Turns out companies are deflating their public salary ranges, so you still have to negotiate for top dollar

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Salary transparency laws are supposed to help workers understand the minimum and maximum earning potential for a new job, whether they see it on a job posting or ask a hiring manager about the range during interviews. So far, some cases have only caused more confusion, like in New York City where companies were called out for posting jobs with $100,000-plus pay bands.

And in recent weeks, data shows there's reason to believe some employers are even deflating their pay ranges and posting caps lower than what the job could call for — showing that even with pay transparency, you still should negotiate your final offer.

Some salary caps could actually be closer to the middle of a job's earning potential, according to Bloomberg reporting based on interviews with HR executives and pay experts, who say range deflation has come up a lot on industry webinars regarding new laws.

When transparency bills were proposed and passed in major areas like New York City and California, businesses rushed to payroll specialists to ask: What kinds of ranges are we expected to post? The entire range of minimum to maximum? The median to the max? The minimum to the median?

"Employers come to us and think they can willy nilly post a range," says Lulu Seikaly, a senior corporate attorney focusing on employment law at Payscale, "and we have to tell them, 'Slow down, you can't just do that.'"

When it comes to setting compensation ranges, pay experts say the maximum should be about 40% to 60% higher than its minimum. For example, a job that pays a minimum of $50,000 should have a salary cap around $70,000 to $80,000.

But online, the average salary range on job listings is just 28%, based on data from CompTool and accounting for more than 12 million job listings from more than 100 job websites, per Bloomberg. That would mean the job with a minimum of $50,000 could be listed as having a cap of $64,000 — even if the company could have an $80,000 budget for it.

Seikaly thinks employers are posting artificially low ranges so they don't give away their pay strategy to competitors, or in order to give themselves more room should the candidate still want to negotiate up when they get an offer.

"There's a fear candidates will come in and want the top end of the range," she says, so employers hope that capping it lower than what's actually possible gives them room if needed — like if the candidate ends up having more qualifications than originally expected, or they're located in a more expensive market than anticipated, or the company is having a hard time hiring for the job and wants to be competitive.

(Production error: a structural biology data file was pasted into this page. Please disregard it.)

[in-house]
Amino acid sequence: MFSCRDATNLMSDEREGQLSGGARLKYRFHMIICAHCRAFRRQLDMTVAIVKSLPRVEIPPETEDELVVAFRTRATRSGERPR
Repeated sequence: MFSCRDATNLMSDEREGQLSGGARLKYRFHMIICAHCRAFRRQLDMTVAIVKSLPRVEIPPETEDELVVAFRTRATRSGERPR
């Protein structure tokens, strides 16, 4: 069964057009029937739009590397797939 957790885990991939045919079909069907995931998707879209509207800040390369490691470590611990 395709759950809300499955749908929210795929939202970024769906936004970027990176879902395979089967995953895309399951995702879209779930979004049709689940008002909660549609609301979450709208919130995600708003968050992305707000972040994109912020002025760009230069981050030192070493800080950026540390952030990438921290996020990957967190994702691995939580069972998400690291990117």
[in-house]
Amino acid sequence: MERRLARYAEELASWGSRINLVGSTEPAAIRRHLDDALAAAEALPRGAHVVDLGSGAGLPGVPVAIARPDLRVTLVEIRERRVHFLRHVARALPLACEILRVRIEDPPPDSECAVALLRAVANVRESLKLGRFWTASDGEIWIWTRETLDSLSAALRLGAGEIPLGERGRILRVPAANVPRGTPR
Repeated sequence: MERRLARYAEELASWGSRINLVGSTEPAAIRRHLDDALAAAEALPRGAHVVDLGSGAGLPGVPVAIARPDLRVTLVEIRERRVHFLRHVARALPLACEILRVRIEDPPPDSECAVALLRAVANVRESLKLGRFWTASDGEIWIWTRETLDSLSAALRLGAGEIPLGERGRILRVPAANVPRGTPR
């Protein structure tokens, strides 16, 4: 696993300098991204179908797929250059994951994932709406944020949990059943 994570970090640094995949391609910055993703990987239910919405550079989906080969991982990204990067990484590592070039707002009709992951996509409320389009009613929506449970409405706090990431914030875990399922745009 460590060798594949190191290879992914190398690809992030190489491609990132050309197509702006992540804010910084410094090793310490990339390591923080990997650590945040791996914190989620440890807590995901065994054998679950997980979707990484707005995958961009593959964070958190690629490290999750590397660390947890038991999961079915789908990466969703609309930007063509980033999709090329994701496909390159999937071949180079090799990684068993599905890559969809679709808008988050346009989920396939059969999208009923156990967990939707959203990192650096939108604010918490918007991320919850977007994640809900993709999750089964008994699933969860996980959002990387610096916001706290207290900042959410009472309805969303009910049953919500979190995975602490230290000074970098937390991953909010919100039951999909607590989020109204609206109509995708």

As written, while the laws require employers to list the minimum and maximum salary range on a job ad, many don't require them to actually make an offer in that range.

"If in fact, along the way, there's a legitimate, non-discriminatory business reason to change the pay, the employer is free to do that under the law," Domenique Camacho Moran, a New York-based attorney with Farrell Fritz, previously told CNBC Make It.

But employers should make sure any such instances are an outlier and not part of a pattern, otherwise they could be investigated and sued or fined.

All of this is to say that it's still important to negotiate your salary, even if the job posting lists the range, Seikaly says. Follow the standard advice of researching your market value online or with industry peers based on your job title, experience, skills, geography and other qualifications. Consider what fringe benefits you expect or can negotiate for, too, such as equity, a more flexible working arrangement or an education stipend.

"While pay transparency won't eliminate salary negotiation, it will give candidates the confidence to speak more openly about their expectations of pay," Seiklay says. "The burden is now on the employer to determine the pay range, rather than the employee to initially voice an expectation, which levels the negotiation playing field."

Plus, she adds, "if a candidate can make a compelling argument to an employer for a salary outside the posted range, maybe that employer can agree to what the candidate is asking for."

Check out:

Here are all the new salary transparency laws going into effect in 2023

$2 million ranges, deleted job posts: NYC's salary transparency law is off to a rocky start

Men and women asked for raises at the same rate this year—men were more likely to get one

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How this 26-year-old earns and spends $25,000 a year just outside NYC
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